Phan Nguyen – Mondoweiss February 16, 2012
Last week, the David Project released its “white paper” on Israel advocacy in US colleges and universities, titled A Burning Campus? Rethinking Israel Advocacy at America’s Universities and Colleges.
The David Project is perhaps best known for its smear campaign against Columbia professor Joseph Massad in 2004–05, and more recently, for creating the most boring and uninspiring “Shit People Say” video.
Unlike previous hasbara handbooks, A Burning Campus? dispenses with the usual talking points and approaches Israel advocacy on college campuses more strategically.
As I demonstrate below, the report is surprisingly frank about how the anti-Semitism charge is used as a weapon, what is the best way to attack college professors, and which minority groups are best to, in their words, “co-opt.”
The anti-Semitism charge as a tactic
The report is candid about how the anti-Semitism charge is used as a tactic. What it determines however, is that the tactic is ultimately ineffective and that other tactics should be employed.
Throughout the report, the authors assert that anti-Semitism is not a pervasive problem on college campuses:
Most American campuses are not hostile environments for most Jewish students….The chief concern therefore is not the welfare of Jewish students but that a pervasively negative atmosphere will affect the long-term thinking of current college students, negatively affecting strong bipartisan support for Israel.
Racial antisemitism of the kind most associated with the Nazis is not likely a serious problem on any American college campus. Swastikas appearing on a dorm room door or other similar manifestations are often dealt with quickly and seriously.
Campus is largely not a hostile environment for Jewish students. There has probably never been a richer array of ways for students to engage in meaningful Jewish activities today than there has ever been, including at schools where anti-Israelism is widespread.
Because anti-Semitism is not pervasive, such accusations are ineffective:
Pro-Israel organizations have often cast the challenge on campus as an assault on Jewish students rather than as a spreading pervasive negativity toward Israel. Casting the issue in these terms does not jive with the lived experience of many Jewish students, who know they can identify as Jews and largely not suffer repercussions…
[D]epicting campus as hostile to Jews has not to date proven to be an effective strategy for decreasing anti-Israelism on campus…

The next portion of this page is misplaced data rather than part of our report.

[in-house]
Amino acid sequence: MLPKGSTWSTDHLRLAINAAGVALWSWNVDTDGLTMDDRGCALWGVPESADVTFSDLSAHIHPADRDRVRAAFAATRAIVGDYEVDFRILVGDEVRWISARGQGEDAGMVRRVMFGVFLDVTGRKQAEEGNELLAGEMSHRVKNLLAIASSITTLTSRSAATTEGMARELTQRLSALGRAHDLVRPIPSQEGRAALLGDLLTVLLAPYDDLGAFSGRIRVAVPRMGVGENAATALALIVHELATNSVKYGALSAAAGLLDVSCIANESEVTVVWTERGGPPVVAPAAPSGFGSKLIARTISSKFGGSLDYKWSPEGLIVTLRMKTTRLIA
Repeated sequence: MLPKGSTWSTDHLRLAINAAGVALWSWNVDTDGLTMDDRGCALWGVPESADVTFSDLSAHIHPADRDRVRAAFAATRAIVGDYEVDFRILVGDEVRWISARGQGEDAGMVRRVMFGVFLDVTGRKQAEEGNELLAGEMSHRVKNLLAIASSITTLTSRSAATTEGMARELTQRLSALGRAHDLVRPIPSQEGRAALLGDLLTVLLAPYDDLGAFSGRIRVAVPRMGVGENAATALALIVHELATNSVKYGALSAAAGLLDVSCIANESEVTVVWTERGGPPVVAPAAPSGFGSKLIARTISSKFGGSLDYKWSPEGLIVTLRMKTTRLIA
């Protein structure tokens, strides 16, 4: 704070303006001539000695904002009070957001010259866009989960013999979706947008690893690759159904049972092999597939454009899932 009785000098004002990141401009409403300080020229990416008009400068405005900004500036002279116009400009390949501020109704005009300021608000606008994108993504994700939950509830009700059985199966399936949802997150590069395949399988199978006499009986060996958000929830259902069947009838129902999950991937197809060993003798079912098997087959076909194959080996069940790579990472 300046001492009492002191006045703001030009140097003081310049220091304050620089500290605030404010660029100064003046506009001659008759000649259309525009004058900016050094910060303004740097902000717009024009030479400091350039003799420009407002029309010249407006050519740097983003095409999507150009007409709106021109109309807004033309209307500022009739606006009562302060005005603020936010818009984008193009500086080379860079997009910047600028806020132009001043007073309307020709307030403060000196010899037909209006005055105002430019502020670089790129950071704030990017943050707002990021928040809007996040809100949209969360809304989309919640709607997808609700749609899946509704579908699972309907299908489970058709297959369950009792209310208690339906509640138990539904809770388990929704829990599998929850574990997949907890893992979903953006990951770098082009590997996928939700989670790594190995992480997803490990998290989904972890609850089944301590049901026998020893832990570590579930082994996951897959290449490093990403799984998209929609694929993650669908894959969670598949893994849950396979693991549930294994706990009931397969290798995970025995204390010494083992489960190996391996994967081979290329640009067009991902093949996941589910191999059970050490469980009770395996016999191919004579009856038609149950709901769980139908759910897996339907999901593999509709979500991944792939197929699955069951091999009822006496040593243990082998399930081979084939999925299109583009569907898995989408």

Therefore other tactics must be utilized.
How to attack professors
Instead of accusing your professors of anti-Semitism, accuse them of abusing their positions. This will produce higher returns:
[A]ccusing faculty members who propagandize against Israel of “academic malpractice” is likely to be a much more effective strategy than challenging specific allegations or invoking anti-Jewish bigotry. Rightly or wrongly, the current campus atmosphere is much more sympathetic to charges that teachers are not satisfactorily teaching their subject than to complaints of anti-Jewish bias and Israel supporters will likely have a greater practical impact by framing their concerns in this manner.
Apparently the David Project has come a long way since the days when founder Charles Jacobs labeled Jewish Columbia professors who disagreed with him as “the Marranos of Morningside Heights”—essentially Jew traitors.
Targeting specific racial groups
The report calls for pro-Israel students to build alliances with other groups on campus, notably with students of color:
Campus Israel advocates often overlook the importance of emerging groups with great potential to shape the campus conversation.
Many of these groups also have the potential to be co-opted into the anti-Israel coalition on campus. Preventing them from allying themselves with the anti-Israel effort or even co-opting them into pro-Israel efforts is an opportunity for a significant “win” by Israel advocates on many campuses.
Translation: If left unchecked, students of color might be “co-opted” into believing that Palestinians are subjected to racist oppression. We need to co-opt them first.
Notable among these are Indian groups, which have a potential for natural affinity. Indian Americans are overrepresented at many target schools…